So what's the biggest obstacle to Mideast peace? Hamas terrorists who refuse to accept Israel has a right to exist? Perhaps the Iranian government that finances anti-Israel terror operations? Neither, according to Time's Joe Klein (shown at right in file photo), who insists in a July 20 Swampland blog post the fault lies with Israel:
Benjamin Netanyahu's phony flexibility on a two-state solution was always transparent--and it's now becoming apparent that Israel is the prime impediment to progress in the Middle East. Over the weekend, the State Department asked Israel's Ambassador Michael Oren to convey U.S. displeasure over continued Israeli settlement expansion in Jerusalem, which Netanyahu rejected out of hand.
Although Netanyahu and his coalition government won their February election -- some three months after Obama won his and just weeks after his inauguration-- fair and square, Klein makes clear he has no use for the will of the Israeli people and the decisions of their duly-elected government if and when they peeve the Obama administration:
It's time for Netanyahu--who recently called David Axelrod and Rahm Emanuel "self-hating Jews"--to recognize that the Bush neoconservative-evangelical alliance is gone. It's time for him to adjust to the new diplomatic reality.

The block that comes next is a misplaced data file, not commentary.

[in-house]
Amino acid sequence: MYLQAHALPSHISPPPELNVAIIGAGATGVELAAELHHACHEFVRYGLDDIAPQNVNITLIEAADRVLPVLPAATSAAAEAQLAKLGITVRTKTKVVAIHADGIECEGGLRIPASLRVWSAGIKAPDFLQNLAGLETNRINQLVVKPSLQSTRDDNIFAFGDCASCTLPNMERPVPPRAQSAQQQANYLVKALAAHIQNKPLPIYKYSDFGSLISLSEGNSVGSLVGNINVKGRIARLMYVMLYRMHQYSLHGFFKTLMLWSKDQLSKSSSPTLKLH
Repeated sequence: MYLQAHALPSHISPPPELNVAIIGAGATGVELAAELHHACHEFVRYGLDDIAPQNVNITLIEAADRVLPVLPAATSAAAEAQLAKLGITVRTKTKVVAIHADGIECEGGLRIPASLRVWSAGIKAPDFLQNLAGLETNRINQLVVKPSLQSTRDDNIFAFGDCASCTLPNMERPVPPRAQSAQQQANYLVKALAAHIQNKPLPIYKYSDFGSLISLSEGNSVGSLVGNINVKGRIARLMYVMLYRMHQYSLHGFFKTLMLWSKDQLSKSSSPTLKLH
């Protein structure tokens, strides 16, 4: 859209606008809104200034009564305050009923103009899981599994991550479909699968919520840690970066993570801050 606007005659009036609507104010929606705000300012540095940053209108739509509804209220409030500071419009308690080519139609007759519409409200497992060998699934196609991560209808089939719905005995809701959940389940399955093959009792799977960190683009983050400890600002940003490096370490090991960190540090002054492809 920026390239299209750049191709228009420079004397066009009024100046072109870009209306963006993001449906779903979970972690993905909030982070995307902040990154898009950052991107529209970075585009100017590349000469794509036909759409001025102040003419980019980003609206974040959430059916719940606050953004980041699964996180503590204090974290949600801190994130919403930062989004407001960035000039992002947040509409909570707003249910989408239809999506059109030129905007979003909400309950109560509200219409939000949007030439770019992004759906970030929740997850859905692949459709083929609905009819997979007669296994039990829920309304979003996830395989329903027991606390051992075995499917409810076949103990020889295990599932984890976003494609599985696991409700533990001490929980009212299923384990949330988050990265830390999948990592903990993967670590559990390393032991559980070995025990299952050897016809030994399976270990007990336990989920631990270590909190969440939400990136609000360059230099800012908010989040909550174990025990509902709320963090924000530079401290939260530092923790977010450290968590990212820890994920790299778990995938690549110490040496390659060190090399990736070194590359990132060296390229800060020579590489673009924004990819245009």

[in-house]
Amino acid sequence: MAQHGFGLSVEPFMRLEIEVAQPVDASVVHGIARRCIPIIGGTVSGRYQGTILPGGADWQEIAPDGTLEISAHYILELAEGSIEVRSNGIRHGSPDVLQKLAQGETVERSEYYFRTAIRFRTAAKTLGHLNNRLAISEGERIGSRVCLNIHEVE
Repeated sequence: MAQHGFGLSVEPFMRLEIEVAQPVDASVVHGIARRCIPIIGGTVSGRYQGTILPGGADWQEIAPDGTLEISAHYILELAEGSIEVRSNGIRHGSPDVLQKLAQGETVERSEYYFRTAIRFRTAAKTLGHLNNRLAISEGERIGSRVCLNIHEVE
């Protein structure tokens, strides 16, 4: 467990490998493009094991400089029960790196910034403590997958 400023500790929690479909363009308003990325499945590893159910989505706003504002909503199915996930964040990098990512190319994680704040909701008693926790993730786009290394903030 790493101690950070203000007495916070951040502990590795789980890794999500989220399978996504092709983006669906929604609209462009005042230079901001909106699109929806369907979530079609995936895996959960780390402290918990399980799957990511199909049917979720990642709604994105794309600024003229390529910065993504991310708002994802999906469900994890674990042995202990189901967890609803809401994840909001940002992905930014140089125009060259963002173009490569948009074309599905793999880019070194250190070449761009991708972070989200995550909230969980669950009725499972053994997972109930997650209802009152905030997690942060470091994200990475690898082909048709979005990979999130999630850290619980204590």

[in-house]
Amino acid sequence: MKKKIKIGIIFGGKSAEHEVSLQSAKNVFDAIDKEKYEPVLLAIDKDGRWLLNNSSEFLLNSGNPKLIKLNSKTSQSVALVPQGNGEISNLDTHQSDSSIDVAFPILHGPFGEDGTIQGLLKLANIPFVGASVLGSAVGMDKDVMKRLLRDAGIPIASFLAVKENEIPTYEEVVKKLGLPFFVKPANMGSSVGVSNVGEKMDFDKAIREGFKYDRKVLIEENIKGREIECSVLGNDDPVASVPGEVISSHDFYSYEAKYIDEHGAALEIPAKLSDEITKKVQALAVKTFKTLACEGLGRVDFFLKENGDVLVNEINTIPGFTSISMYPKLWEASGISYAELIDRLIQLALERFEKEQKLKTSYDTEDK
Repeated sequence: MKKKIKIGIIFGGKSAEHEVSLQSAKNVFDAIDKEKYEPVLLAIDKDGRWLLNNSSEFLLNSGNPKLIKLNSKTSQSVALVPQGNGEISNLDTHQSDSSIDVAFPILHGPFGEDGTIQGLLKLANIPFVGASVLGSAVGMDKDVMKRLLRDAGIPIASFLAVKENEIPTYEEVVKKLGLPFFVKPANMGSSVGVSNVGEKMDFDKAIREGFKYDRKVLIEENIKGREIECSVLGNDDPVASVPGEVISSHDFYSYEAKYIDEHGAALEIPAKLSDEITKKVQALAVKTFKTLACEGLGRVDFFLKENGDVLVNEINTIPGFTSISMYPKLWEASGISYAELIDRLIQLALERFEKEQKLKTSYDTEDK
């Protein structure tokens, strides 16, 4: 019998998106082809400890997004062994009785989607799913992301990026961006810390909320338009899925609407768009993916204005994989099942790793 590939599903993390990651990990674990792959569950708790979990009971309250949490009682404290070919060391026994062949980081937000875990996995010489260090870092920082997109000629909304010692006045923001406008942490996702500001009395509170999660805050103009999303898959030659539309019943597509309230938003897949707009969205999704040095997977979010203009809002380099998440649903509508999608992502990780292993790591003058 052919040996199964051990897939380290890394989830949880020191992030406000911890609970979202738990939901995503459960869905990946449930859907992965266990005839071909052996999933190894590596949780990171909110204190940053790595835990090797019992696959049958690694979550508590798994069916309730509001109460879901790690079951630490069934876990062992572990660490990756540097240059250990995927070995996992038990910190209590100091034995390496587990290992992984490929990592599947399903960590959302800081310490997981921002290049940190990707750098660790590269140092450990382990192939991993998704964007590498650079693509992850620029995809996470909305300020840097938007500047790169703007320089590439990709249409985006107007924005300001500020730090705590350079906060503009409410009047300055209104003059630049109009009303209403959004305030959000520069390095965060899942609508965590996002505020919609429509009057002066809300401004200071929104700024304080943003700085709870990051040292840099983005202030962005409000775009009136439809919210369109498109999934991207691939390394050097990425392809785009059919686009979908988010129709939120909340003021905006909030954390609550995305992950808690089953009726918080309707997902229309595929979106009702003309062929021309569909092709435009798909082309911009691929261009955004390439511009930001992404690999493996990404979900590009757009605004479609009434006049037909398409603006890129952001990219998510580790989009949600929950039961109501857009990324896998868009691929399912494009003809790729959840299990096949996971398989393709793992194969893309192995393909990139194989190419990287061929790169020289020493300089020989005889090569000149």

Also of note in Klein's blog post is his insistence that Palestinians have a non-debatable claim on Jerusalem as the capital of a future sovereign state of Palestine:
The notion that Jerusalem is the capital of Israel seems to me right and fair. But it is also the capital of Palestine. The Likudnik notion that Israel has the exclusive rights to a united Jerusalem seems as foolish as the Palestinian notion that those who were displaced in 1948 still have a right to return to their old properties in Israel.
Of course that's a ludicrous comparison. A future Palestine can just as easily administer itself from Ramallah -- where the present Palestinian Authority now retains its administrative capital -- and any final peace accord could require Israel to allow Palestinians access to Islamic holy sites within Jerusalem proper. What's more, given the history of civilian-targeted suicide bombings, aren't there legitimate security concerns to be posed by re-dividing the capital city?
There most certainly may be, but they are too "foolish" to merit the consideration of infinitely wise Mideast peace expert Joe Klein.